Garbage striken

June 22, 2009

Toronto is heading into a summer garbage strike. I’m not too concerned as I don’t actually create a lot of garbage. Unlike the families of four on my street who seem to accumulate the equivalent of six months of my own refuse every two weeks. Most of my garbage is recycling and much of that is bottles which will still be collected — though not by city employees but by bottle-collecting entrepreneurs.

I can’t help hoping that if the strike drags on, perhaps it will encourage people to consume less overly packaged food. Perhaps they will buy more fresh produce and bulk foods. That would be a positive side-effect. I suspect it’s more likely the semi-vacant train yards near my place will become makeshift dumping sites.

Game seven

June 16, 2009

On Friday I was wholesale tricked into going to a sports bar for game seven of the Stanley Cup playoffs. Mandi’s friend Tara likes to go to this place called Bryden’s for their pulled pork nachos. I’ve been reticent to join them because, well, it’s a sports pub but also the site of the only murder in Bloor West Village in the last five or ten years. I’d been reassured on many occasions it’s not really that sports-oriented and that the pulled pork nachos are worth it even if it is.

Both statements are perhaps true.  But perhaps on nights when it’s not game seven of the Stanley Cup playoffs. The place, though decorated more like a café than a violent sports pub, was packed with sports fans swilling beer and watching game seven of the Stanley Cup playoffs. Loudly. I haven’t been in a bar that loud without a band playing… ever.  Strangely they were rooting for Philadelphia and not Detroit even though Detroit is sort of a sister city to Toronto. I don’t understand sports or sports fans but I assume there’s a reason for this. A reason I had no real interest in learning. It was perhaps one of the most unpleasant evenings of my life. Except for the pulled pork nachos which were delicious until we ordered another round and I began to feel like I’d been filled by a fire extinguisher loaded with cheese and beer. Which, I suppose, was sort of half true.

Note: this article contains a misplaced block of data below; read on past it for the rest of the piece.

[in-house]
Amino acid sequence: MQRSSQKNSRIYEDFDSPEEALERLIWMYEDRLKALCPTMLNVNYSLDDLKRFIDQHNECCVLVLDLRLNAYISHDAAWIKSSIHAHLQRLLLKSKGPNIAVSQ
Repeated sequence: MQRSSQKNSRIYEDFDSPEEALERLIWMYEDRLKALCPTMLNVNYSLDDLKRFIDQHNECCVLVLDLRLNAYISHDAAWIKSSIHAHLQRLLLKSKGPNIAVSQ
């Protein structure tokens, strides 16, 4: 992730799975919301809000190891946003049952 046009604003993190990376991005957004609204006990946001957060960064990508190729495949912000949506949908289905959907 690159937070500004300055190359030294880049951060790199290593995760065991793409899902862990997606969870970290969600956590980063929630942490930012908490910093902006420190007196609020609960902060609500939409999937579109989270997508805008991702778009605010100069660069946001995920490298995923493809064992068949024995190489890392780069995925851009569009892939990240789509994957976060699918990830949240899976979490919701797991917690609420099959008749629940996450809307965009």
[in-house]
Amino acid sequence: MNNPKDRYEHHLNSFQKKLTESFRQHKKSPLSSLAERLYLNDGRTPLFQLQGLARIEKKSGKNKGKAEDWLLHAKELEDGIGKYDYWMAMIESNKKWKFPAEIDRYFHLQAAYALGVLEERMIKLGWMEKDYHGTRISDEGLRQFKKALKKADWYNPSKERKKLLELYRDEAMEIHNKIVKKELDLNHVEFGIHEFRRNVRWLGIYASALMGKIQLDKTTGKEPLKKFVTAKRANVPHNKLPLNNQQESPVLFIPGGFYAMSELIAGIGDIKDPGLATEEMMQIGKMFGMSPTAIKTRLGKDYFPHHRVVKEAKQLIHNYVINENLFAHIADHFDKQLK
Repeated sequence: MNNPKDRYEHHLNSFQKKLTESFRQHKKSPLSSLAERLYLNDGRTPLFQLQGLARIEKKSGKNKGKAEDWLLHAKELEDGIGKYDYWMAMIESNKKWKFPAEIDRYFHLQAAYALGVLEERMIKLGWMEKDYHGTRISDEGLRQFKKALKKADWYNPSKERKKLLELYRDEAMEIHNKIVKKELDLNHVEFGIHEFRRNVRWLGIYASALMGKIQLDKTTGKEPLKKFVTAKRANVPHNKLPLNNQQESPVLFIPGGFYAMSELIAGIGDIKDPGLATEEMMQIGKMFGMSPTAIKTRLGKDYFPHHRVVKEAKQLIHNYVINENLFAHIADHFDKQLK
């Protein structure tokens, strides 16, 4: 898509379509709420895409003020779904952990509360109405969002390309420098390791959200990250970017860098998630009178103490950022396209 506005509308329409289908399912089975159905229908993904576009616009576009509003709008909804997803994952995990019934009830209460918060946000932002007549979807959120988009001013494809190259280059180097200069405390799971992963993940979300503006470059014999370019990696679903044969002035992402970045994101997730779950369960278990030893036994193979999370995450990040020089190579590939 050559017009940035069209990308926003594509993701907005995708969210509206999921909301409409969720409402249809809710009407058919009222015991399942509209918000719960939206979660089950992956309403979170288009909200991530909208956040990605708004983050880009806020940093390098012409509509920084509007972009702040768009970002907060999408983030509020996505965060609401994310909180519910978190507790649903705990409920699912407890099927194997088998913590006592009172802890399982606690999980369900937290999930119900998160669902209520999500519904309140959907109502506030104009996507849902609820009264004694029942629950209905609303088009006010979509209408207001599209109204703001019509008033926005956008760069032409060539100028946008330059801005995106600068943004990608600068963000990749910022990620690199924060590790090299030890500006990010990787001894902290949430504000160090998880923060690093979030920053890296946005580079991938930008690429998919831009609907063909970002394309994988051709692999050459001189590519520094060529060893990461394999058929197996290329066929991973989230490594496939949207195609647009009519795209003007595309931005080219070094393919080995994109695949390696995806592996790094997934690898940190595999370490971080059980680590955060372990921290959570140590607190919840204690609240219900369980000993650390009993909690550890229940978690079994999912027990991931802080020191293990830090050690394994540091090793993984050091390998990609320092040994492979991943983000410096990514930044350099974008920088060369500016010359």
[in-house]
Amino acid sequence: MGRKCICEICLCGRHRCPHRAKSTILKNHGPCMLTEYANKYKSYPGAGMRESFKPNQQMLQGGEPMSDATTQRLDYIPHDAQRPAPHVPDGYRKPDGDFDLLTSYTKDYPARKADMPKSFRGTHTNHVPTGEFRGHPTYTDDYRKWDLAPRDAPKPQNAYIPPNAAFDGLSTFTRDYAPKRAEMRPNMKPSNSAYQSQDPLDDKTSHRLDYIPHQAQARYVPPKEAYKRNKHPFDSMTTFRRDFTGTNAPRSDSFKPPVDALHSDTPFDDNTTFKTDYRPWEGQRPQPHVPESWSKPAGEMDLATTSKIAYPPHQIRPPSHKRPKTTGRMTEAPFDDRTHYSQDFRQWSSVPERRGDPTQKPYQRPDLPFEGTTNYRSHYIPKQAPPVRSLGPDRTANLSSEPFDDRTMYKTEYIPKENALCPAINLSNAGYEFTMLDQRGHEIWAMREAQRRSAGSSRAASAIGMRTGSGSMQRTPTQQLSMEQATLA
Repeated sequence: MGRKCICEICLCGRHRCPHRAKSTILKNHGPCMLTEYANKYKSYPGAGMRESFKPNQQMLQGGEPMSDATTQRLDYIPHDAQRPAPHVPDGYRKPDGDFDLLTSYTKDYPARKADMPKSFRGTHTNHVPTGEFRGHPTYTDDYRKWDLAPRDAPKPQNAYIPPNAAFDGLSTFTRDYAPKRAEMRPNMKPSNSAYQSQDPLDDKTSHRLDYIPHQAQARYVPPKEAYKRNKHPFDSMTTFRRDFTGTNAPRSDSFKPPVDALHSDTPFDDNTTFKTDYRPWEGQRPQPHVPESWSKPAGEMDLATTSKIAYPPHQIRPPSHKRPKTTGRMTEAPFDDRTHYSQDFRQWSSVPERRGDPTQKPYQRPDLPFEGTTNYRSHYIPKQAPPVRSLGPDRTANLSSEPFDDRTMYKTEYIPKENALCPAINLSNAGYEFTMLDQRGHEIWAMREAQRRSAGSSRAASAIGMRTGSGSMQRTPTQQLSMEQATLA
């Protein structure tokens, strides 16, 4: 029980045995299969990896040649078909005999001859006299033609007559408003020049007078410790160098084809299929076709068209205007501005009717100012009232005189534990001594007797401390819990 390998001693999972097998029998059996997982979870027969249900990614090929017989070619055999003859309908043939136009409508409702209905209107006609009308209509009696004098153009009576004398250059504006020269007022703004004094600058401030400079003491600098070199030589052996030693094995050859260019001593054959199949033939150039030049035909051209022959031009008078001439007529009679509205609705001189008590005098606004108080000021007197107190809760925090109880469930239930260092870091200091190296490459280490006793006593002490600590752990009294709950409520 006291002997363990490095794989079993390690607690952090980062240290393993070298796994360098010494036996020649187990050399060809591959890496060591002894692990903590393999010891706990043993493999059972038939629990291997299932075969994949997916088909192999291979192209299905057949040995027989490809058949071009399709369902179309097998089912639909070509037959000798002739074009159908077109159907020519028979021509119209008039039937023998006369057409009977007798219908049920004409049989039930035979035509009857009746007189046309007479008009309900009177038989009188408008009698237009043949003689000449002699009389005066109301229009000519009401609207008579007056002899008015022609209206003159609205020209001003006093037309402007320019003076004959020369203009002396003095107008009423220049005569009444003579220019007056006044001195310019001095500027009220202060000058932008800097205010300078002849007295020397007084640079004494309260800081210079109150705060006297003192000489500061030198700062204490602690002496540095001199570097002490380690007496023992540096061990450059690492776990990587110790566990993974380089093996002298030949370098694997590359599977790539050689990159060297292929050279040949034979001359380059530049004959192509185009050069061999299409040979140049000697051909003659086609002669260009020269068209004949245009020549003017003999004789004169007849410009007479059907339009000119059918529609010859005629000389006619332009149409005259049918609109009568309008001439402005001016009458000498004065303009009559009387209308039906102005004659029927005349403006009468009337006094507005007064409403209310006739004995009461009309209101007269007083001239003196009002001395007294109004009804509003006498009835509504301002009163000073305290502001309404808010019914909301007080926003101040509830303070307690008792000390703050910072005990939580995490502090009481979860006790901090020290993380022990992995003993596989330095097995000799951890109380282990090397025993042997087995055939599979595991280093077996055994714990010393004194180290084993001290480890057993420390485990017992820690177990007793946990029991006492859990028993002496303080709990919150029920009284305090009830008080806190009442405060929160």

Eventually we were able to leave and let actual hockey fans have our tiny table. I assume somebody won the game as it was midway through the third period when we left with ringing ears and gurgling bellies.

Book shows, no shows, crystal win + psychic loss

June 15, 2009
Clickity-click for biggity-big

Clickity-click for biggity-big

» It was the Toronto Small Press Spring Book Fair this weekend and Mandi and I manned the Ampersand Publishing table. It was a moderately good time. No, it wasn’t a bad time and the people watching was good, but not a lot of traffic. From the standpoint of “doing a show” it was fairly dire. From the standpoint of something to do with out Saturday, it was pretty nice.

I vaguely wondered what my registration fees went to when they announced the venue (Toronto Reference Library) had been donated free and the show was put on with the help of volunteers. You would think probably advertising except apparently the Library took care of that as well (I also saw no evidence of advertising leading up to the event). I guess there’s a lot of “admin fees” to cover. And fair enough. I’d never want to put on a book fair unless it was lining my pockets, or at least not putting me in debt. Also I had to appreciate lack of crowds made the day enjoyable unlike last years’ Canzine where I was in a state of near panic-induced seizure the entire time.

Clicking makes it bigger

Clicking makes it bigger

Saw a few people I recognized from previous shows and had a pretty good time with our table-mates from the Ottawa Arts Review. We made about enough money to cover the parking. Who says print is dead?

» I found out this morning that Michael Gira played a two-night engagement at the Drake hotel this weekend. I really have to start reading the entertainment papers again. He’s one of the only shows I keep hoping to catch in town since I moved here and that would have been a great venue to see him at. Disappointed I missed that far more than Pet shop Boys in Montreal. Which I simply decided was too much travelling and cash. Mostly too much travelling. Entirely too much travelling in August. Looks like I am going to Sonic Youth this month though for much less travelling and cash.